But damage to the tank isn’t the only concern. Leaving your scuba cylinder full can also increase the likelihood of moisture buildup inside the tank, which can lead to corrosion and rust. This is because the air inside the tank contains moisture, and when the tank is full, there’s no room for that moisture to escape. Over time, this can cause serious damage to the tank and potentially even compromise your safety while using it.
You should store your scuba tank in a cool, dry place, away from direct sunlight or heat sources. If you store your scuba tank for an extended period, make sure to check the tank’s pressure regularly to ensure it’s still within the recommended range.
What are the Symptoms of Bad Air in a Scuba Tank?
Breathing bad air from a scuba tank can cause various health risks, including respiratory problems, dizziness, headaches, nausea, and fatigue. It’s essential to be aware of the signs and symptoms of bad air in a scuba tank, such as:
Unusual Smell or Taste
if you notice a strange odor when you breathe in your regulator, or if the air tastes or smells funny, this could be a sign of contaminated air. Stop using the tank immediately and have it visually inspected by a professional.
Difficulty In Breathing
If you experience difficulty breathing, shortness of breath, coughing, or tightness in the chest while diving, it could be a sign of oxygen deprivation or carbon dioxide toxicity. Ascend to the surface slowly and seek medical attention.
Sudden changes in buoyancy
If you notice that your buoyancy suddenly changes during your dive, it could be a sign that the air in your tank is contaminated. This could be caused by changes in the density of the air due to contaminants or improper mixing.
If your regulator or other scuba gear malfunctions or shows signs of corrosion or damage, it could be due to bad air quality. Check your equipment thoroughly and have it serviced by a qualified technician.
6 Must-Follow Tips for Storing Your Scuba Tanks When Not Using
Proper storage of your scuba tank is essential for maintaining its longevity and ensuring safe diving. Here are some tips on how to store your tank when not in use for prolonged periods:
- Keep the tank in a cool, dry place: Store your scuba tank in a cool, dry place away from direct sunlight or heat sources. Exposure to high temperatures can cause the tank to expand or contract, which can damage its structural integrity.
- Don’t drain the tank of air completely: To prevent moisture from forming inside the tank, it’s better to store it with a small amount of air such that the pressure inside the tank remains around 200 psi. This will also help keep the tank from becoming contaminated with dust or other debris.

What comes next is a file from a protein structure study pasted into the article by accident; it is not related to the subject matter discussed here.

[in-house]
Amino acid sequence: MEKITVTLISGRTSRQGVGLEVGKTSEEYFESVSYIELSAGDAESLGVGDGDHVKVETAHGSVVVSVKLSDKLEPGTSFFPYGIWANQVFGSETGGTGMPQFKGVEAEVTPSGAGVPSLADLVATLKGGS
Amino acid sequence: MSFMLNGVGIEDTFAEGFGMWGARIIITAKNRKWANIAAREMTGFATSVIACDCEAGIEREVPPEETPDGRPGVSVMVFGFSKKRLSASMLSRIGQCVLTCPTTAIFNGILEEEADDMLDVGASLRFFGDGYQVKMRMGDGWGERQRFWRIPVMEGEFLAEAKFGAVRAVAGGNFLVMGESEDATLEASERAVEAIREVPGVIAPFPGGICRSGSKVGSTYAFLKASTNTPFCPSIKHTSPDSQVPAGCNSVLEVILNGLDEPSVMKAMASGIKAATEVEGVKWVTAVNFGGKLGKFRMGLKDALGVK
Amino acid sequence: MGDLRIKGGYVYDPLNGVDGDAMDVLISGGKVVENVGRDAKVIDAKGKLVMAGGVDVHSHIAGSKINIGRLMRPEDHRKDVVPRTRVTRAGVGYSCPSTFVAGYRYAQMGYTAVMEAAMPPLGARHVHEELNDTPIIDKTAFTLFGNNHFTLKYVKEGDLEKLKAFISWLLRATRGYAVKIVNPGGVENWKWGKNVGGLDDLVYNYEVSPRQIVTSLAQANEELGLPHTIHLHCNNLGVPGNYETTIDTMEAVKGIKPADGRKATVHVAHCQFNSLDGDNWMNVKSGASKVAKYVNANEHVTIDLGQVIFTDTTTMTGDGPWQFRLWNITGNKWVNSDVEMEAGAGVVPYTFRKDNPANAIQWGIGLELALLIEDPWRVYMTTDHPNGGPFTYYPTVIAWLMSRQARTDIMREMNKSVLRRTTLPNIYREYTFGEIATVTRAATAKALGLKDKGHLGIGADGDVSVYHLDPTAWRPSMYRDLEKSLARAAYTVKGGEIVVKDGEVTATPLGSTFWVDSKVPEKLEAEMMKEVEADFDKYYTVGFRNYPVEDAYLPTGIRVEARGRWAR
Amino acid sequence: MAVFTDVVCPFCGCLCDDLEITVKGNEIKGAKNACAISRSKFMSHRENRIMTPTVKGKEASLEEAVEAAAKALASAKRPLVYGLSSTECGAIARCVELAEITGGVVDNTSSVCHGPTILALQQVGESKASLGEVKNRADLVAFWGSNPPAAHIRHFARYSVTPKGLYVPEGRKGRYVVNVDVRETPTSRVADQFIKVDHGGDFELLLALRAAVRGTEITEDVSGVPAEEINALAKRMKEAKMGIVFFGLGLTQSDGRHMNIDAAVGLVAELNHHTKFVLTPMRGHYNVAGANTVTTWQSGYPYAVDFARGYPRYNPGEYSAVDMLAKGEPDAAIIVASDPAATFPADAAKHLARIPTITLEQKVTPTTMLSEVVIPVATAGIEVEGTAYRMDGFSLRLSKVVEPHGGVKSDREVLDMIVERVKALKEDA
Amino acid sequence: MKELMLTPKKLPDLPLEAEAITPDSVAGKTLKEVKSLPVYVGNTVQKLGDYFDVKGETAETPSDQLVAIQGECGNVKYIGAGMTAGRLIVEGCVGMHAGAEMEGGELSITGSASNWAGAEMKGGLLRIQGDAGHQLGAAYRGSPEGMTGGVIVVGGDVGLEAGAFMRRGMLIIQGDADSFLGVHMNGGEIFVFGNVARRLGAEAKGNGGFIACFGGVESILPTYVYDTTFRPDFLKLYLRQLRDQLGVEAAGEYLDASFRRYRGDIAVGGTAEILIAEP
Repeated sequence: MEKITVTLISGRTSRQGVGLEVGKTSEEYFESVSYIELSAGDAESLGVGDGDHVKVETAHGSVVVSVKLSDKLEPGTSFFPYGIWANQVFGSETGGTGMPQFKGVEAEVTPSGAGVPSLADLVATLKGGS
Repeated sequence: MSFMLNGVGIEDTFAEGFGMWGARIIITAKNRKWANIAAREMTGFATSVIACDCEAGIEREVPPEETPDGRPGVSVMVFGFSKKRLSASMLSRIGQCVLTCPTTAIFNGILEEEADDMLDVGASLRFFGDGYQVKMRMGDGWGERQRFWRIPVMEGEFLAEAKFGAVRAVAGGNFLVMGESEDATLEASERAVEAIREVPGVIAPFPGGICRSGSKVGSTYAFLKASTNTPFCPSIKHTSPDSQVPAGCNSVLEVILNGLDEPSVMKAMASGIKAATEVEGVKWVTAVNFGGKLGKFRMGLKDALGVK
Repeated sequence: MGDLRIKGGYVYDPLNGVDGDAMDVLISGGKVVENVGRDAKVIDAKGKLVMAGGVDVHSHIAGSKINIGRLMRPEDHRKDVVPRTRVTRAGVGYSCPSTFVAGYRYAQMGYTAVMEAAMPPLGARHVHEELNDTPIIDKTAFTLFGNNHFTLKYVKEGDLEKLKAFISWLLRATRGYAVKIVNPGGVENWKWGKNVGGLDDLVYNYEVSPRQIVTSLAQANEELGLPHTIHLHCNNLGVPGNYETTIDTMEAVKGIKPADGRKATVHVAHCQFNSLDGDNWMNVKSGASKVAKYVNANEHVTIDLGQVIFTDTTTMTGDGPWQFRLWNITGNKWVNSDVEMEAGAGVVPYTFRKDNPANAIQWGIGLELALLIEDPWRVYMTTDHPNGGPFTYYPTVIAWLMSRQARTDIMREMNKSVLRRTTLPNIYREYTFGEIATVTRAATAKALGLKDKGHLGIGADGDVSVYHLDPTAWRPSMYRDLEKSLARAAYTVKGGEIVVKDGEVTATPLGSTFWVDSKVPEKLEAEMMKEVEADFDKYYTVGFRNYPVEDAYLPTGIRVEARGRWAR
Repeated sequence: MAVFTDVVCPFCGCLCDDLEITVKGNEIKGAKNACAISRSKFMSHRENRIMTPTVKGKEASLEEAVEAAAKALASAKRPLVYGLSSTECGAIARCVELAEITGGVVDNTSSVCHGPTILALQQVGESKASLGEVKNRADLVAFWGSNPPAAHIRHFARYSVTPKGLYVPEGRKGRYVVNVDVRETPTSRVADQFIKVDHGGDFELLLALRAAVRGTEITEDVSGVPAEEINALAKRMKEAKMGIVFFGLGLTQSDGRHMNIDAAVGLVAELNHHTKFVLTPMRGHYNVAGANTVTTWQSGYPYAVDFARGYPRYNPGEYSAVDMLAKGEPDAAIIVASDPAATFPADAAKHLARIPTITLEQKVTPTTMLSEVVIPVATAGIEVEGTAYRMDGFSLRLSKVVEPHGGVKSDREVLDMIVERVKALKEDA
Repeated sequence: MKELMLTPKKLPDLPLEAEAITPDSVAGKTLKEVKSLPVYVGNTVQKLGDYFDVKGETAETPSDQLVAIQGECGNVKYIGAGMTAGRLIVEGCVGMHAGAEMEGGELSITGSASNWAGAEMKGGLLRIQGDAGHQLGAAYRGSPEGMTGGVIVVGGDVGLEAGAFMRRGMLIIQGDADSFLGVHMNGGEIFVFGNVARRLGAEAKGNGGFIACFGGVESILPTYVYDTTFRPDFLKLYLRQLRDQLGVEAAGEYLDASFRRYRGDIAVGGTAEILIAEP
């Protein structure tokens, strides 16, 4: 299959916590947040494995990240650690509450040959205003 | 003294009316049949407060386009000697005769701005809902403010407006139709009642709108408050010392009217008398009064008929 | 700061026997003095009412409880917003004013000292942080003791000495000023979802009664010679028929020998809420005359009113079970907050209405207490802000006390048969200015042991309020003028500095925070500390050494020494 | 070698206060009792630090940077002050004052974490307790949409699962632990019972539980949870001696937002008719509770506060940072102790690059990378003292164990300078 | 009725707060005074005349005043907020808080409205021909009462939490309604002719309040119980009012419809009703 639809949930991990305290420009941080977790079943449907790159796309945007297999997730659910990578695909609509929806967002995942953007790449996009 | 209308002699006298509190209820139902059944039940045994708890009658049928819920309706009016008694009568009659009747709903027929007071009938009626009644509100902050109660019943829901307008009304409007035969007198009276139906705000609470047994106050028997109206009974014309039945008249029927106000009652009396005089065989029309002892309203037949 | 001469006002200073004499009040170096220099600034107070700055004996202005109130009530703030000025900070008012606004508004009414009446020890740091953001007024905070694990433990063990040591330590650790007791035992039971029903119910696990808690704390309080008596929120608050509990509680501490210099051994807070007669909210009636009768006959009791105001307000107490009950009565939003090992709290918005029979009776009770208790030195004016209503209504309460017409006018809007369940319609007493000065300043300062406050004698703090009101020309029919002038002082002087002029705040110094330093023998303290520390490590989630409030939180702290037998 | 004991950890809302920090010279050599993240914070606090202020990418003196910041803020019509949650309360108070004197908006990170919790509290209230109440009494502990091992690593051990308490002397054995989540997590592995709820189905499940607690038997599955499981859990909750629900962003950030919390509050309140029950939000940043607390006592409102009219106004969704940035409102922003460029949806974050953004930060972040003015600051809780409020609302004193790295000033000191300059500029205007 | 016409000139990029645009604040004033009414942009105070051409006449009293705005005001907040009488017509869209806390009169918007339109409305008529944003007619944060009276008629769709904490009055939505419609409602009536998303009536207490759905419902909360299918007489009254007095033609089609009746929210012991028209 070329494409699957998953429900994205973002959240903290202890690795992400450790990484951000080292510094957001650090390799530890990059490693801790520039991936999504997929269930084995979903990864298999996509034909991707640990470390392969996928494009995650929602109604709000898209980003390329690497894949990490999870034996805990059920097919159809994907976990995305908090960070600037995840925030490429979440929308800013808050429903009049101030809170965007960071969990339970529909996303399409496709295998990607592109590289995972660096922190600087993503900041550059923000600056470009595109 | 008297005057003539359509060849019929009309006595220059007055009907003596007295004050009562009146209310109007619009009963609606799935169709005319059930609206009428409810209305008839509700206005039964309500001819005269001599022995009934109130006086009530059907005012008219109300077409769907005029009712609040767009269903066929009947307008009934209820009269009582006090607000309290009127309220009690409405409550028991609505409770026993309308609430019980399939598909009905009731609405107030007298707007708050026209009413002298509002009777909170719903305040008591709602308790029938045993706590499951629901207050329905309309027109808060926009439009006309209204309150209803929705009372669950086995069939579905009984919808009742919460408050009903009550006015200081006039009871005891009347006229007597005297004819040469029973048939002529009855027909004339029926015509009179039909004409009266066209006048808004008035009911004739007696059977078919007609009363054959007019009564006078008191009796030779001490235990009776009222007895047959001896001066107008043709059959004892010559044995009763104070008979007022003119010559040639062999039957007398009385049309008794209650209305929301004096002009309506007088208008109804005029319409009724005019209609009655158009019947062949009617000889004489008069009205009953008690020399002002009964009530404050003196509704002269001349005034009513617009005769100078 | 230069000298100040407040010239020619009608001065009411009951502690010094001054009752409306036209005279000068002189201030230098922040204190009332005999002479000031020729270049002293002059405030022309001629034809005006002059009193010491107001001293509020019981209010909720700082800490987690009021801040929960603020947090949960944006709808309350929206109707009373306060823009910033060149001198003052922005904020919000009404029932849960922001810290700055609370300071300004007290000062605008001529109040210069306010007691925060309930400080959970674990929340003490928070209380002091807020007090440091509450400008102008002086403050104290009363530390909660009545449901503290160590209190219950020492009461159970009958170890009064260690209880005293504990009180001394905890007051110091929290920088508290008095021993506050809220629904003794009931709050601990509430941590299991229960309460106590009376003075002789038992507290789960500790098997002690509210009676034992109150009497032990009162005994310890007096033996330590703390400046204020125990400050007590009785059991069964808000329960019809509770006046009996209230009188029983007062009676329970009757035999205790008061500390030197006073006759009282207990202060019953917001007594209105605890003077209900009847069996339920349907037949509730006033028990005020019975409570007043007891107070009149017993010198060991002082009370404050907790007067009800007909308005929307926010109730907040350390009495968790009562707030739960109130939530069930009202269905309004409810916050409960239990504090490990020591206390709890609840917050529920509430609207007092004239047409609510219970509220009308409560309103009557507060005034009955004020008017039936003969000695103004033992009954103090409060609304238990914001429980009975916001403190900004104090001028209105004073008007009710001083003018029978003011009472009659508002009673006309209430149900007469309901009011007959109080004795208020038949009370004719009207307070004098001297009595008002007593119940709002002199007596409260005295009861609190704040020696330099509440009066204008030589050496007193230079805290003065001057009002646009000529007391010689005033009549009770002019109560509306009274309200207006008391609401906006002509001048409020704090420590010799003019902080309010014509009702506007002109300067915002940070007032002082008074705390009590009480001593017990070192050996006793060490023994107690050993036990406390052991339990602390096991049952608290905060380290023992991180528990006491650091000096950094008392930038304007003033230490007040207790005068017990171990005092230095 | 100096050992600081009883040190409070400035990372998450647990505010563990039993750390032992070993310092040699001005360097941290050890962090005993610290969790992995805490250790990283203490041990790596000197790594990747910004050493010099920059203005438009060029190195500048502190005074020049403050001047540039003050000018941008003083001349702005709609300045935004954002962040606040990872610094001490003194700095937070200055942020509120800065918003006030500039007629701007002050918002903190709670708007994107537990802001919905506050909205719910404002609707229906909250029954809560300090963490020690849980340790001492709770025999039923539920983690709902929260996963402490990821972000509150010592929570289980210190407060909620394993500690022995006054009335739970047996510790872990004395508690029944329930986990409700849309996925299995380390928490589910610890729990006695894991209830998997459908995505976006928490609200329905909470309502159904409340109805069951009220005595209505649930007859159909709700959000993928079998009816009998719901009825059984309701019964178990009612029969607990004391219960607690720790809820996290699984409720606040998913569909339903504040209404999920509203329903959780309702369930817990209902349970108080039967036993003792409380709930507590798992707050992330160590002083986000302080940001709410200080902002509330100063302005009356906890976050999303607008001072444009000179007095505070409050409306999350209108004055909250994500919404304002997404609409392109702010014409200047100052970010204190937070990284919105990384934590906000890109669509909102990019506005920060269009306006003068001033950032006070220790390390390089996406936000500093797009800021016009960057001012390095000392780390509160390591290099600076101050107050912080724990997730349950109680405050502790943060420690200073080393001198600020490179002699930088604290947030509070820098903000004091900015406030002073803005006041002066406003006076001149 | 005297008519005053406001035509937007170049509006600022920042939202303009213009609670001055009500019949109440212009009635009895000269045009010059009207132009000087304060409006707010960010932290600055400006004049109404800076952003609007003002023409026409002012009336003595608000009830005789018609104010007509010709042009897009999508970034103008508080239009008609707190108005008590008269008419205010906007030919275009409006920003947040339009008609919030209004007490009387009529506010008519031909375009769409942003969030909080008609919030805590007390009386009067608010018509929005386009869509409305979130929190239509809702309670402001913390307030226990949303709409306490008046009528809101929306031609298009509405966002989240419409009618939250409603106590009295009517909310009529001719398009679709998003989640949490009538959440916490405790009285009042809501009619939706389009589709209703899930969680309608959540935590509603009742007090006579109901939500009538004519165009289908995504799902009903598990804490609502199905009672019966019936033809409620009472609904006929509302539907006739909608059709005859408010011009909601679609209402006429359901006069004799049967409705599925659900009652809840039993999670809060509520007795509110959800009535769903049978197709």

- Remove the regulator: When not in use, remove the regulator from the tank and store it separately. This will prevent any damage or wear and tear on the regulator and ensure that it’s in good working condition when you’re ready to use it again.
- Protect the valve: The valve on your scuba tank is a critical component, so it’s important to protect it from damage when not in use. Use a valve cap to keep out dust and debris, and store the tank in an upright position to prevent damage to the valve or other components.
- Get regular visual inspections: Even if you’re not using your scuba tank regularly, don’t forget to get it inspected at least once a year by a qualified technician. This will ensure that it’s still safe to use and help catch any potential issues before they become serious problems.
- Hydrostatic Testing: Lastly, have your scuba tank hydrostatically tested every 5 years to make sure that it can handle the high pressure of compressed air. During this test, the tank is filled with water and pressurized to a specific level to check for leaks or structural damage.
Storing air in your scuba tank for too long can affect the quality of the air you breathe. You should store your scuba tanks in a cool, dry place, away from direct sunlight and heat sources. Remember to check the tank’s pressure regularly to ensure it’s still within the recommended range.